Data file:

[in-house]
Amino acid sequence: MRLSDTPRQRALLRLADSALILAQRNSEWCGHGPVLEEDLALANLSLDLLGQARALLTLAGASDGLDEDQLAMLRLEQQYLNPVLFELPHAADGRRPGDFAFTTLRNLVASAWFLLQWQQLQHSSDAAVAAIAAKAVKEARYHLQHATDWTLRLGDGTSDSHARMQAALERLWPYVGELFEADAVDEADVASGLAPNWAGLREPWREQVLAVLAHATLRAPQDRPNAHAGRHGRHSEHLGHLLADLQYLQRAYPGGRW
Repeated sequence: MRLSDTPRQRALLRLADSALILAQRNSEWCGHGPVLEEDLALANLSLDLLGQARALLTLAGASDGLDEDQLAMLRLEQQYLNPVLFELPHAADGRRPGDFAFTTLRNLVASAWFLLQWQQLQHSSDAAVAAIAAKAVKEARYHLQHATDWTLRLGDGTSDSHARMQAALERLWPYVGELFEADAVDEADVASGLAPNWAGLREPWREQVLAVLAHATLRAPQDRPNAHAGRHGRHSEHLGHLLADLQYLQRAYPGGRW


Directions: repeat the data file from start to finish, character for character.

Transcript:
[in-house]
Amino acid sequence: MRLSDTPRQRALLRLADSALILAQRNSEWCGHGPVLEEDLALANLSLDLLGQARALLTLAGASDGLDEDQLAMLRLEQQYLNPVLFELPHAADGRRPGDFAFTTLRNLVASAWFLLQWQQLQHSSDAAVAAIAAKAVKEARYHLQHATDWTLRLGDGTSDSHARMQAALERLWPYVGELFEADAVDEADVASGLAPNWAGLREPWREQVLAVLAHATLRAPQDRPNAHAGRHGRHSEHLGHLLADLQYLQRAYPGGRW
Repeated sequence: MRLSDTPRQRALLRLADSALILAQRNSEWCGHGPVLEEDLALANLSLDLLGQARALLTLAGASDGLDEDQLAMLRLEQQYLNPVLFELPHAADGRRPGDFAFTTLRNLVASAWFLLQWQQLQHSSDAAVAAIAAKAVKEARYHLQHATDWTLRLGDGTSDSHARMQAALERLWPYVGELFEADAVDEADVASGLAPNWAGLREPWREQVLAVLAHATLRAPQDRPNAHAGRHGRHSEHLGHLLADLQYLQRAYPGGRW